Wimbledon this year made me sick. Not the results (although the Murray-Djokovic final almost had me vomiting with nerves) – no, I mean the great outpouring of vitriol and spleen it engendered, during and afterwards.
I’d always thought of it as a good thing: an historic lawn-tennis tournament, praised to the skies by players and fans everywhere; the one they all want to win; an iconic sporting event taking place in dear old Blighty, swelling the Treasury’s coffers with welcome cash as visitors stream into London to watch it. At the very worst, surely, it’s harmless; so I’ve been utterly staggered by the number of hostile reactions I’ve seen on social media over the past couple of weeks.
Mildest were the gripes about ‘too much boring tennis on TV’. Well, OK – if you’re not a fan, it must be pretty irksome. But crikey, it’s only one poxy fortnight a year; a BBC event as traditional as the Queen’s Speech (if rather longer lasting), as summery as strawberries and cream. It represents a very small fraction of the time spent on televised sports every year, and a mere drop in the ocean of the hours spent week in, week out, on brainless dross like Big Brother. Millions of people enjoy it. People who don’t can find plenty of other channels to watch; and since Wimbledon coverage is here to stay, next year please give us a break – your moans about its boringness are, well, boring.
Then there are the howls of protest and derision greeting the suggestion that Andy Murray might be knighted for his achievement. True, he hasn’t rescued a dozen orphan babies from a towering inferno or found a cure for cancer (maybe because he’s a tennis player, not a fire-fighter or doctor). But he is the most successful British tennis player of our generation; 2012 Olympic gold medallist and US Open winner, our first Men’s Singles champion in 77 years, our first Singles winner of either sex since Virginia Wade’s victory in 1977. Deserving of a knighthood? I don’t know… but if the powers-that-be decide he merits one, I won’t argue. Oh, and the rows over whether he’s Scottish, English or British – yawn. Why does it matter if people wave Union Jacks or Saltires for him? He’s a great role model, a sportsman everyone can and should be proud of wherever we live or were born, and he may well go on to be the best player these islands have ever produced.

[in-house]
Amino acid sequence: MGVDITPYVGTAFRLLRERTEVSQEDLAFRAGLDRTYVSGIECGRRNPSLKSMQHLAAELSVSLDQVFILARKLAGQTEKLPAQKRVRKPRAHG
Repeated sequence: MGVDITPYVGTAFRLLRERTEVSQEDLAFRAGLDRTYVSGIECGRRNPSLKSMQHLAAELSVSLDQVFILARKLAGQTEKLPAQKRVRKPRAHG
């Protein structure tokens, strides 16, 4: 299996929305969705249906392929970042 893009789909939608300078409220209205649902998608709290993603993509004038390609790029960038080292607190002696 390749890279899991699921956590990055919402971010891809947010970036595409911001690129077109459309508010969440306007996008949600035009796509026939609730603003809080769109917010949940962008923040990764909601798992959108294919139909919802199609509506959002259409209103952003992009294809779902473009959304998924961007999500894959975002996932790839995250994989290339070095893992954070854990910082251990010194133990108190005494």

But all this pales into insignificance against the revolting hate campaign directed at Marion Bartoli, worthy winner of the Ladies’ Singles. She has been called (literally) everything from a pig to a dog, and in the foulest language possible – I won’t dignify the vile, misogynistic comments with repetition, but you can find a selection quoted on http://publicshaming.tumblr.com . And why? Because she has committed the unforgivable crime of not being pretty enough for the narrow tastes of (I guess) loutish young men who watch Wimbledon not for the sport, but to get their pathetic rocks off by looking up women’s skirts; crude yobs who are a disgrace to their sex, to decent, polite men everywhere. It’s depressing enough that this sector of the male population still views women in terms of their looks rather than their achievements; more so that they are unashamed to bray their obscene opinions to the on-line world, regardless of the widespread pain and offence they cause.
Bleah. So to any of you horrible trolls and Twitter twits with the IQ to read this blog, I’d like to say back to you all you have said of Mlle Bartoli – with knobs on; and to wish you the sad, loveless life you deserve unless and until you grow up and learn some respect and good manners. It’s some consolation that Marion Bartoli has the last laugh: she achieved more on July 6th than you detractors will in your pitiful lifetimes – and picked up a big fat cash prize in the process.
So three cheers for her, for Andy Murray, for all the other competitors, for the Lawn Tennis Association and Wimbledon in general – and in 2014, I’m going to avoid all the Internet tennis trolls who’ve made me feel so sick, and simply enjoy my favourite sporting event of the year.